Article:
Glioblastoma (GBM) is a highly lethal primary brain cancer with hallmark features of diffuse invasion, intense apoptosis resistance and florid necrosis, robust angiogenesis, and an immature profile with developmental plasticity. In the course of assessing the developmental consequences of central nervous system (CNS)-specific deletion of p53 and Pten, we observed a penetrant acute-onset malignant glioma phenotype with striking clinical, pathological, and molecular resemblance to primary GBM in humans. This primary, as opposed to secondary, GBM presentation in the mouse prompted genetic analysis of human primary GBM samples that revealed combined p53 and Pten mutations as the most common tumor suppressor defects in primary GBM. On the mechanistic level, the "multiforme" histopathological presentation and immature differentiation marker profile of the murine tumors motivated transcriptomic promoter-binding element and functional studies of neural stem cells (NSCs), which revealed that dual, but not singular, inactivation of p53 and Pten promotes cellular c-Myc activation. This increased c-Myc activity is associated not only with impaired differentiation, enhanced self-renewal capacity of NSCs, and tumor-initiating cells (TICs), but also with maintenance of TIC tumorigenic potential. Together, these murine studies have provided a highly faithful model of primary GBM, revealed a common tumor suppressor mutational pattern in human disease, and established c-Myc as a key component of p53 and Pten cooperative actions in the regulation of normal and malignant stem/progenitor cell differentiation, self-renewal, and tumorigenic potential.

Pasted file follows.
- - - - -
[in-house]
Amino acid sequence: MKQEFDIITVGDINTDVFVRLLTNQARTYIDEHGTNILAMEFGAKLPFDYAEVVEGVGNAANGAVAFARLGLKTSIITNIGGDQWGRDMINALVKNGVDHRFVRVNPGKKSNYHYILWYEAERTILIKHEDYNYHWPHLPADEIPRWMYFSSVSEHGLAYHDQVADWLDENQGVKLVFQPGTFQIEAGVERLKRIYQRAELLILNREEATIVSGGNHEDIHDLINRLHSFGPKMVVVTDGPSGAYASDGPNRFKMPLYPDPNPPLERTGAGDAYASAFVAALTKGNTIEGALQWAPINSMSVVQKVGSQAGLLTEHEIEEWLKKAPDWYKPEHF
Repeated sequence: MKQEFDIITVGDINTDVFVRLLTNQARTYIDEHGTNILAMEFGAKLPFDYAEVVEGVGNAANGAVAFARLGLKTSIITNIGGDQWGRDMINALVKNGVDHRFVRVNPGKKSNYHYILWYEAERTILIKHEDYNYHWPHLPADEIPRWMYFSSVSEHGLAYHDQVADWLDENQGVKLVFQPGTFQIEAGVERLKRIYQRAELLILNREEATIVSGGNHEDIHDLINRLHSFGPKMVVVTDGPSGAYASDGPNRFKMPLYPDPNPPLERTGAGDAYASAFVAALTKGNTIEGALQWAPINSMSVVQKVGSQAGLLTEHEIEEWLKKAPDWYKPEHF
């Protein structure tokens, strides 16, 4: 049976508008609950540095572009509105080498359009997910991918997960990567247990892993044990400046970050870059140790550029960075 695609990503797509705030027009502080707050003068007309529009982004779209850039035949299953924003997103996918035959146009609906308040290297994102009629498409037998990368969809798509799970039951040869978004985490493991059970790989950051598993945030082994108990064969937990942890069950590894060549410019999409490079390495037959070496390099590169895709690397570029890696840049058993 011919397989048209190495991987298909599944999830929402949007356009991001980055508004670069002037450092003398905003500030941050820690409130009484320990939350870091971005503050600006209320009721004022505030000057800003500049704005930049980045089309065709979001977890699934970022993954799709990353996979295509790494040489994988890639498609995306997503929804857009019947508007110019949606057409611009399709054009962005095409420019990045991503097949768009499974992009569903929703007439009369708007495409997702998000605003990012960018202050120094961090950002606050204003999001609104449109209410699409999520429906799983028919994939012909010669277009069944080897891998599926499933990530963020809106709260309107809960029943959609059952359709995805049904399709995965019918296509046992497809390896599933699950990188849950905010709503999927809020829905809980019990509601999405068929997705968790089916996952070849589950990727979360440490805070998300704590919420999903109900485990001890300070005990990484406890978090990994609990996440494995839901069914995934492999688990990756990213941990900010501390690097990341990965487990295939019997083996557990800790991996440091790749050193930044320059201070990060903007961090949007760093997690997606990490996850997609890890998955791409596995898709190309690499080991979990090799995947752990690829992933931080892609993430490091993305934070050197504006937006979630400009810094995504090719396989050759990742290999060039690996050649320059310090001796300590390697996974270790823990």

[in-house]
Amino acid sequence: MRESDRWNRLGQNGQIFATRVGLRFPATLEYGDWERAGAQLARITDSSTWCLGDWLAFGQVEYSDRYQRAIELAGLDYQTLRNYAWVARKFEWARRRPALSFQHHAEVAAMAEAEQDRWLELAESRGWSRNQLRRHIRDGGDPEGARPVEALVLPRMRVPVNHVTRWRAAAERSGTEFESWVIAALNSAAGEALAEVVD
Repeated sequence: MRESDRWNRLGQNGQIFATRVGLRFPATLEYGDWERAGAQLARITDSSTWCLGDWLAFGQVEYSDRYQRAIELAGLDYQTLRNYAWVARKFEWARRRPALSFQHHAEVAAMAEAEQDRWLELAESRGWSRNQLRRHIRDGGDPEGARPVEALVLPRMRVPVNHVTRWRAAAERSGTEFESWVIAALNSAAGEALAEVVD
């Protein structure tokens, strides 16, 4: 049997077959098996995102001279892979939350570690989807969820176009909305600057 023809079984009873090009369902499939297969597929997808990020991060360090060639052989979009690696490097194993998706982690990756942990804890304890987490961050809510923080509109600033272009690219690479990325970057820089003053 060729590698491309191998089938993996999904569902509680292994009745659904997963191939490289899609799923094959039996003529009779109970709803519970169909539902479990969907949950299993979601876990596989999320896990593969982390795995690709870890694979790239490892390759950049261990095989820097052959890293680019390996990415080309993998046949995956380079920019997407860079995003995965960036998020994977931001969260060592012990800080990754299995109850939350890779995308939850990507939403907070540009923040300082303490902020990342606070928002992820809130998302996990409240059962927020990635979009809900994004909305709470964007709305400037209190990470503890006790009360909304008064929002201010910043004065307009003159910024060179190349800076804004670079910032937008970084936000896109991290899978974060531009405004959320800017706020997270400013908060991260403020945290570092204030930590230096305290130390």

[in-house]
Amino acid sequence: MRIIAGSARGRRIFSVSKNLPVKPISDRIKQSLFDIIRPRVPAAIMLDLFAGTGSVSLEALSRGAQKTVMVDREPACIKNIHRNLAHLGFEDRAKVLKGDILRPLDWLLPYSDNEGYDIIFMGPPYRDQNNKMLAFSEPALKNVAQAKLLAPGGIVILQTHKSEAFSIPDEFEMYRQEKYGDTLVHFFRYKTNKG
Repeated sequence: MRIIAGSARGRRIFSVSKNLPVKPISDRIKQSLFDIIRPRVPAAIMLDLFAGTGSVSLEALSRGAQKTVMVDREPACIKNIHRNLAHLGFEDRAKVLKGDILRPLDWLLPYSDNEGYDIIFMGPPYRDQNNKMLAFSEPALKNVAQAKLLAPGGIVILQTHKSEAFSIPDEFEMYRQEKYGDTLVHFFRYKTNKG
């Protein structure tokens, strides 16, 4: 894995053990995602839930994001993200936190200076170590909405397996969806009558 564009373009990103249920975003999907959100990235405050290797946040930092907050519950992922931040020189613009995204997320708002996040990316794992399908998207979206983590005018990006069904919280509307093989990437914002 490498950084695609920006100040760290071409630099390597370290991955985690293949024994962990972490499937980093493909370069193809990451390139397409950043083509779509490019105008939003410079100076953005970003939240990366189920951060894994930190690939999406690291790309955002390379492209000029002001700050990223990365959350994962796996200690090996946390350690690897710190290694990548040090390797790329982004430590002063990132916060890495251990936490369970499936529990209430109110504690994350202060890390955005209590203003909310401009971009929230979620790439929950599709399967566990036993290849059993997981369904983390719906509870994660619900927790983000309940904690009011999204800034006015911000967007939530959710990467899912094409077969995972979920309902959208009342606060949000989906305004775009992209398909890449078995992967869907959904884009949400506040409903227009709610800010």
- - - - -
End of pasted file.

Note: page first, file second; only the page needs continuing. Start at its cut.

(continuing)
|Original language||English (US)|
|Number of pages||11|
|Journal||Cold Spring Harbor symposia on quantitative biology|
|State||Published - 2008|
ASJC Scopus subject areas
- Molecular Biology